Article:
6 Things You Should Know About Repaying Student Loans

If you are one of the 44 million students in America contributing to the $1.3 trillion student loan deficit, as I recently was, this article is for you. From someone with experience in financial aid at a major online college, student debt is no joke. The average student currently owes $37,172 in student loan debt, with some students owing hundreds of thousands of dollars. These little-known facts may help you avoid a financial crisis once you achieve that diploma and enter the real world.

  1. Repayment Options

When you stop enrolling in school at least part-time or graduate, you have about 6 months before your lender is going to come calling. They will usually let you know through a letter and on their website what your expected minimum monthly payment will be. If you can’t afford that, there’s an option of setting up an income-based repayment plan. Many institutions might also refinance student loans under the right circumstances. These three options are typically the only ones available.

  1. Deferment  

You can defer your loans if you are unemployed or you re-enter school. However, your loans will continue garnishing interest, even though you don’t have to pay them right away. If you start going back to school, make sure you contact your lender to let them know you are enrolled. You can usually obtain an Enrollment Verification from your school.

  1. Loan Discharge  

You cannot discharge student loans by declaring bankruptcy. Essentially, the only way to discharge your student loan is to become disabled (not worth it) or die (also not worth it). If you get a job with the military, government or in a non-profit organization, they usually have some loan forgiveness programs available. However, you have to work in non-profit for 10 years before your loans are discharged; by that time, you will probably have most of it paid off.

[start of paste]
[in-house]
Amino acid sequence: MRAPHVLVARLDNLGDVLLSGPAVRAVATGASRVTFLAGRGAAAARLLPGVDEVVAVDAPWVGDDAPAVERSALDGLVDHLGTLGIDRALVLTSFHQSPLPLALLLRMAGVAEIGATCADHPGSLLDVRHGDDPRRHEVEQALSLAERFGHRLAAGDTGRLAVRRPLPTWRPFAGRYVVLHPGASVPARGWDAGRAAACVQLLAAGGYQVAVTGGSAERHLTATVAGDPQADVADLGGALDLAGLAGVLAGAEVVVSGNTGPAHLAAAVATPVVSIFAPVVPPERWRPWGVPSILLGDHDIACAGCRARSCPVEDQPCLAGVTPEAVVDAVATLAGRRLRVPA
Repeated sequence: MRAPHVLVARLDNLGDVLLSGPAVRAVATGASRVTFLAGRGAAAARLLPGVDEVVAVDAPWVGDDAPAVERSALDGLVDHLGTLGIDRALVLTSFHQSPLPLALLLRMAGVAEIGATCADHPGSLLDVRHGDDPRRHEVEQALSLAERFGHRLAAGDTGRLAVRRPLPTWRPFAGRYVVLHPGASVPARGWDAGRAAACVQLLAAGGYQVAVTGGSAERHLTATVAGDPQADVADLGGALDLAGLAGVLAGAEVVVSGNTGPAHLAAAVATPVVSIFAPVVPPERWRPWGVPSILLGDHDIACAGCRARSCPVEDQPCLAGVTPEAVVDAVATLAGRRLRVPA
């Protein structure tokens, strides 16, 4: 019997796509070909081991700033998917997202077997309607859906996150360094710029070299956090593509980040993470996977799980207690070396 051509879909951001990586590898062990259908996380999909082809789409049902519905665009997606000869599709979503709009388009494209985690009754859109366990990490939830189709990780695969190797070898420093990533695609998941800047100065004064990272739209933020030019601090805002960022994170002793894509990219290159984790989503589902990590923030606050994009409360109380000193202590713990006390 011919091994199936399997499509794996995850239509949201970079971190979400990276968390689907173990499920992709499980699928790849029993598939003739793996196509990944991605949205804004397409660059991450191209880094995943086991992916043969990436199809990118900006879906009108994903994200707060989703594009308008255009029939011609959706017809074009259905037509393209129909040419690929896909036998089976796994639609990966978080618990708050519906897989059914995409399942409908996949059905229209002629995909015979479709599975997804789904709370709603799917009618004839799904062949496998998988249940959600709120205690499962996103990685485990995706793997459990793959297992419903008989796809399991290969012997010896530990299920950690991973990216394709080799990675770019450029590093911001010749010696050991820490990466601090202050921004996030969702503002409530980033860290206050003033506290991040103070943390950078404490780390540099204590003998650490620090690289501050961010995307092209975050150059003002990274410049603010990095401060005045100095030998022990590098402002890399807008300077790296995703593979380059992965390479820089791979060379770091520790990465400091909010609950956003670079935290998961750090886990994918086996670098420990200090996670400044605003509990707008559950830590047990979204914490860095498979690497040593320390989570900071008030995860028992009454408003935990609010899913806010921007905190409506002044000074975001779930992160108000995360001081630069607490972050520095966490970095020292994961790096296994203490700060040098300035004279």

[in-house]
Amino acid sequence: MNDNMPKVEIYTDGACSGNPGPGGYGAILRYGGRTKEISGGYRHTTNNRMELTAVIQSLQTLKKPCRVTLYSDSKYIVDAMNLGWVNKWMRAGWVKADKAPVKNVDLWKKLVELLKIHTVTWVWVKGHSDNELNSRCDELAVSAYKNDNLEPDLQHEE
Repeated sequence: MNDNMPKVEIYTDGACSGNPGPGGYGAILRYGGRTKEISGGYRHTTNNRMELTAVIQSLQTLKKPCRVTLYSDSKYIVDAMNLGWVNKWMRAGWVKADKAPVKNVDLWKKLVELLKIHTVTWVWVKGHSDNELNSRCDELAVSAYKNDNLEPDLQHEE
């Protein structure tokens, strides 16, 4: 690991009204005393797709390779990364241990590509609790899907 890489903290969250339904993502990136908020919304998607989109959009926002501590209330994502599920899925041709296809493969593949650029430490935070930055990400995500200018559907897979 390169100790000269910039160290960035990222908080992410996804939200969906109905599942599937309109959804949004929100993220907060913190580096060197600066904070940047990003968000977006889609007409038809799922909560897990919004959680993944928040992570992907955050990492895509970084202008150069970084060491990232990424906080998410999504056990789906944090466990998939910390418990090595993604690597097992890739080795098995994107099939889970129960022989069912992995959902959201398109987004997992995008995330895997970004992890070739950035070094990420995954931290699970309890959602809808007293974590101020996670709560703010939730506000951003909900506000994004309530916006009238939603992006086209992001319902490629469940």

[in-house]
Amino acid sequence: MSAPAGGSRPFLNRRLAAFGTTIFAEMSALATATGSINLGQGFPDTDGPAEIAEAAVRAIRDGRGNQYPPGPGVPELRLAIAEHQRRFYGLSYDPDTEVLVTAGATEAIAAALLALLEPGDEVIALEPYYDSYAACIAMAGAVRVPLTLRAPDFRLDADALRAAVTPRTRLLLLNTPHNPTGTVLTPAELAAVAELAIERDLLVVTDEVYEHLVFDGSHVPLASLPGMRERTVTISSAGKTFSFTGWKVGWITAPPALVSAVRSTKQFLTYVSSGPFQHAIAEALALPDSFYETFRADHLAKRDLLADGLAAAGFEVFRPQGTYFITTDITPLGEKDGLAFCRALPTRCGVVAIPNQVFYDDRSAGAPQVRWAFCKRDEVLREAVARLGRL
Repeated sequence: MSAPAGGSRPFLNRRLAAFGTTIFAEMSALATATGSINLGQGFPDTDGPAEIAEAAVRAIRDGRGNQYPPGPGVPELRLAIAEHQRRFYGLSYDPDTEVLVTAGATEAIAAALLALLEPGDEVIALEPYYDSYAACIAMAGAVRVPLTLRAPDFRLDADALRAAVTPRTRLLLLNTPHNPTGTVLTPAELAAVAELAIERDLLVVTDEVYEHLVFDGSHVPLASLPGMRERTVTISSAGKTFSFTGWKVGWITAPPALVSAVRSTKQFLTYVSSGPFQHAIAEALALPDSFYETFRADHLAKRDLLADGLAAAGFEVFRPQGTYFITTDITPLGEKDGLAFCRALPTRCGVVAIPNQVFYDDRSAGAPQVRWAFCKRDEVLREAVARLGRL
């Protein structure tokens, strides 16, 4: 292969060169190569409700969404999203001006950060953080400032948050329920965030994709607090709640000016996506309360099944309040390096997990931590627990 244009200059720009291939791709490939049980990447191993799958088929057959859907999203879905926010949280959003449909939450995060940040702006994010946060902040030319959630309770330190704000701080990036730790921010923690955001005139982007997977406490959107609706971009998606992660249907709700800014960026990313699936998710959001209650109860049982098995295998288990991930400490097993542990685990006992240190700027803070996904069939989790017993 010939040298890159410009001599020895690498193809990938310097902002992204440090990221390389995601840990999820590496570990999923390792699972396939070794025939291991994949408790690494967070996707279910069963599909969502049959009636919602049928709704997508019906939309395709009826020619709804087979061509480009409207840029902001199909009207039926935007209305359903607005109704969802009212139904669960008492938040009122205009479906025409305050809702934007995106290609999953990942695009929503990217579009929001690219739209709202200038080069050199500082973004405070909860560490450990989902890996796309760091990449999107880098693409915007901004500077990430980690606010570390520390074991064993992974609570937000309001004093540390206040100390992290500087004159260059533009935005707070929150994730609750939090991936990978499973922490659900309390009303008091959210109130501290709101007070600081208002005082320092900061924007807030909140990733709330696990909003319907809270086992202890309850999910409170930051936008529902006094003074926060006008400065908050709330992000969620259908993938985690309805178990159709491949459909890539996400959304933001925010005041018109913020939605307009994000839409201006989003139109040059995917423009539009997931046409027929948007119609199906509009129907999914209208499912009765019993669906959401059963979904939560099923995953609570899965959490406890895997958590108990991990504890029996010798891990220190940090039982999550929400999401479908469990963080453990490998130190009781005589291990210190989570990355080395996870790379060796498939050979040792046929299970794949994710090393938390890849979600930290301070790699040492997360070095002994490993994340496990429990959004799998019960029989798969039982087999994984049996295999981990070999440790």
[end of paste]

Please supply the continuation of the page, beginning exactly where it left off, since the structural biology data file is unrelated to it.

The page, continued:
If you discharge your loans for a disability, you cannot obtain a new student loan for 3 years and you won’t be able to discharge future loans for the same disability again.

4. Defaulting  

Hello, it goes without saying: do not do this. Once you finish school, you need to contribute something toward your loans. If you don’t, in 6-12 months you will be in default. It can take at least 6-9 months of consistent payments to get out of default, during which time you cannot obtain new student loans and the government can start garnishing your wages and your tax refund. There is even one incident of a man being arrested for not paying on his student loans, but that’s another story.

  1. Multiple Lenders  

Federal student loans start out regulated by the Department of Education, but they assign loan servicers like Sallie Mae, Fedloan, Navient, etc. They also retain the right to sell your loans to another company and you may have more than one lender. You can check on your loan information through the National Student Loan Data System, or NSLDS, at www.nslds.ed.gov.

  1. Paying Off Your Loan  

This may differ for different lenders, but my lender required that the loan be totally paid with the “pay off loan” option, not by making a payment that reduced the principal to zero. I tried that and spent a month paying interest on a balance of zero, which sure made a whole lot of sense, FEDLOAN!

Pro-tip: Just because your lender isn’t contacting you by every means necessary doesn’t mean you don’t have to make payments. Sometimes they have an old address or are unable to contact you for another reason. It is your responsibility to keep up with your loan payments. Otherwise, you will be up to your ears in interest.

PRO-PRO-TIP: Even if it is only by $1, try to pay more than your minimum payment every month. This will cut down the interest accruing, ultimately making your loan cheaper and speeding up the time it will take you to pay it off.

Student loans are a necessity to obtaining a degree in this day and age. Right now, very few students are getting through college unscathed. When in doubt, call your school and ask them for help if you don’t understand.

Every school has financial aid specialists equipped to assist you through the process. Student loans can be a burden and a hassle, but take a deep breath, they are not the end of the world. If it comes down to it, you can flee the country and leave your debt to the birds! I wouldn’t recommend that though, unless you went for a Doctoral degree in Liberal Arts.

Photo by rawpixel.com on Unsplash


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